With donations down around the state this year, the Salvation Army has issued a plea for contributions in the final few days before Christmas. Even Governor-elect Charlie Baker lent a hand in the fund-raising effort in downtown Boston. With only a few days of fund-raising left, the annual Red Kettle Campaign is still 40 percent off its $3.4 million goal. Compared to this time last year, donations are down 25 percent in Boston, 24 percent in Lowell, and 27 percent in Athol. At the same time, need is on the rise. More than 6,000 families in Boston registered to receive Christmas assistance: a used coat for each household member, two toys per child, and a gift card to buy Christmas dinner.
6. Doug Banks named editor at the Boston Business Journal
The Boston Business Journal has named Doug Banks as its next editor in chief. Banks, who first joined the publication as a reporter and editor in 1998, left three years ago to become an associate vice president for economic development at the University of Massachusetts. He will rejoin the Boston Business Journal on Jan. 5. “Doug’s knowledge of Boston business and his past experience with the Boston Business Journal and Mass High Tech make this an exciting hire,” said Gale Murray, the publisher of the Business Journal, in an article on the journal’s website. Banks’s predecessor as top editor at the publication, George Donnelly, stepped down in October after 14 years in the position. No reason was given.
7. EMC Bike Path? Sponsorships sought for park facilities
The Patrick administration’s Department of Conservation and Recreation is embarking on its first effort to find corporate sponsors for a number of its facilities and programs. The goal, according to DCR Commissioner Jack Murray, is to raise at least $5 million in 2015. DCR has received corporate assistance for various projects in the past, but Murray said those funds came unsolicited to the agency in those cases. For the agency to actively solicit sponsors for a park, for example, Murray said it needs to be clear that the opportunity is open and available to all comers.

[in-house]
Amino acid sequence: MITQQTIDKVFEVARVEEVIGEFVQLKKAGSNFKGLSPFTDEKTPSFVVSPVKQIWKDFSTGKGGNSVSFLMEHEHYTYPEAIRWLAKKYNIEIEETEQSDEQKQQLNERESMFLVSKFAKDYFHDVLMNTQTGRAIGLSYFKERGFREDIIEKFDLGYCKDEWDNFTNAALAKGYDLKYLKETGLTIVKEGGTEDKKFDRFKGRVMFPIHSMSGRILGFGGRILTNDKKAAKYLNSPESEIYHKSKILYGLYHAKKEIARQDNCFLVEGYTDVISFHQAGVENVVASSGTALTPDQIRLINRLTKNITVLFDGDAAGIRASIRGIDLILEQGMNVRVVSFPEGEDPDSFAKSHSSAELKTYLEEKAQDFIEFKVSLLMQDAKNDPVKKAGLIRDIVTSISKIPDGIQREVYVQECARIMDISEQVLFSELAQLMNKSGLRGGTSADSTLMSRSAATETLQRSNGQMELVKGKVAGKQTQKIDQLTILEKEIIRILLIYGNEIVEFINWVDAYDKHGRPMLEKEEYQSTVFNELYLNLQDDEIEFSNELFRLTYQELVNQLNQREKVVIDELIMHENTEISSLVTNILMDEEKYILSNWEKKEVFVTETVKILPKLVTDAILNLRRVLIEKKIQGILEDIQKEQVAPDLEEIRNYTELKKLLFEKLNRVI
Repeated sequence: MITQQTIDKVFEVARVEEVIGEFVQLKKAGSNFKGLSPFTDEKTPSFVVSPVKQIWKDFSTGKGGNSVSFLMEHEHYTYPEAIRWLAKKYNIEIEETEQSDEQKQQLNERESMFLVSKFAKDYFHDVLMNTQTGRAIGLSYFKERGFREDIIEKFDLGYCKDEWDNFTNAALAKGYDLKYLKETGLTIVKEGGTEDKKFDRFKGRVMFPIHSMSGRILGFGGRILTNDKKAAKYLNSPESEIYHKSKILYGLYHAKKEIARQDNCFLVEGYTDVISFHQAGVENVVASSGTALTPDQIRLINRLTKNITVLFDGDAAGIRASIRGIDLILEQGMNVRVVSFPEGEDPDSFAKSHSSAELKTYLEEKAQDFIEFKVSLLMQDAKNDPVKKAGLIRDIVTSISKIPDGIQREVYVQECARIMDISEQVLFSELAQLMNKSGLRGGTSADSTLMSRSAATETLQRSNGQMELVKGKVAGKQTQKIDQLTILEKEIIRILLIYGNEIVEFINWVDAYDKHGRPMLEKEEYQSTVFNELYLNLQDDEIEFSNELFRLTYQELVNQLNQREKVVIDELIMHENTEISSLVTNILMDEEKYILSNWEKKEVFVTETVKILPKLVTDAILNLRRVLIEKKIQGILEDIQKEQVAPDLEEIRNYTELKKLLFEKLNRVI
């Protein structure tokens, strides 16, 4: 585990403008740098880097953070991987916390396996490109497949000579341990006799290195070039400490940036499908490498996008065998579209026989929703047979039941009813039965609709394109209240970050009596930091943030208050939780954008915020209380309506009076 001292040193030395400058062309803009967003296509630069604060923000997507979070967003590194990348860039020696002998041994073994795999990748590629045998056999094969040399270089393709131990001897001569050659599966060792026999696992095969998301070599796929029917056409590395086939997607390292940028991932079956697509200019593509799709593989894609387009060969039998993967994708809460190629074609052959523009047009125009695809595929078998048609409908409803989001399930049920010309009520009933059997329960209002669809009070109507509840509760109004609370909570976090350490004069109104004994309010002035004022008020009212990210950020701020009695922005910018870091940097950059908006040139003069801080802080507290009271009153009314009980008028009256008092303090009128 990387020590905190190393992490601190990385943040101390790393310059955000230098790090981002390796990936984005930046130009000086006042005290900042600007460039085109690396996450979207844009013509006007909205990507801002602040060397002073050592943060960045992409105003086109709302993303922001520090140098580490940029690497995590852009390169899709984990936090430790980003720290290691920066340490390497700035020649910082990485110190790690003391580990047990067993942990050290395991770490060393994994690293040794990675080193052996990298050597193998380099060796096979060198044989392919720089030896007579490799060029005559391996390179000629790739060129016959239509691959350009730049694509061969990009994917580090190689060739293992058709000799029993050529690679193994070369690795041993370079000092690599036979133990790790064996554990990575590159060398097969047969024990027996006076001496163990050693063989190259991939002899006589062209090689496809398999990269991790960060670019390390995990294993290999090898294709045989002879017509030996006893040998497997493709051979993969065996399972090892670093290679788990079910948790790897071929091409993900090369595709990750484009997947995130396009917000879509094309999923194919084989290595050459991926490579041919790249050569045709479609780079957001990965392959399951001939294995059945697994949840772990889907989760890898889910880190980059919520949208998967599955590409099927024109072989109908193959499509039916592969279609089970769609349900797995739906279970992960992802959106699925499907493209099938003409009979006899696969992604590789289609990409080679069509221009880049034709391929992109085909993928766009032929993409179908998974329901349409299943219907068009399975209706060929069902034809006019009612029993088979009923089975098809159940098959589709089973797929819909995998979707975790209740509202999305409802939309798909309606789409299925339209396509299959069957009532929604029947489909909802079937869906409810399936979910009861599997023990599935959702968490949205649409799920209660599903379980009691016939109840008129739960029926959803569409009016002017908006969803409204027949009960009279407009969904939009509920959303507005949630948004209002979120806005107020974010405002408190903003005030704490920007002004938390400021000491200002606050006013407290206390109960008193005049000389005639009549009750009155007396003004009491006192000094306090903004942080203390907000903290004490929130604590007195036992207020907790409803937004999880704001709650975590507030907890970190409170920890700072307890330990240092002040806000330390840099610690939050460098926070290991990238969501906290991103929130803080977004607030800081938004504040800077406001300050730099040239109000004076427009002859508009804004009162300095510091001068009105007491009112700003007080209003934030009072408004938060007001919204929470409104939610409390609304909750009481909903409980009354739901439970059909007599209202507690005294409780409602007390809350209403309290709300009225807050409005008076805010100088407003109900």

8. Tax breaks extended for businesses, consumers
WASHINGTON — President Obama signed legislation Friday that temporarily extends dozens of costly tax breaks for millions of businesses and homeowners, commuters, teachers, and others. The measure also allows people with disabilities to open tax-free savings accounts. The law extends the tax breaks through Dec. 31, allowing taxpayers to claim them on their 2014 income tax returns. But the fate of the tax provisions beyond this year will again be uncertain. Congress routinely extends the package of tax breaks every year or two, but they were allowed to expire in January. Among the biggest tax breaks for individuals allows people who live in states without an income tax to deduct state and local sales taxes on their federal returns. Another protects struggling homeowners who get their mortgages reduced from paying income taxes on the amount of debt that was forgiven. Other provisions benefit commuters who use public transportation and teachers who spend their own money on classroom supplies.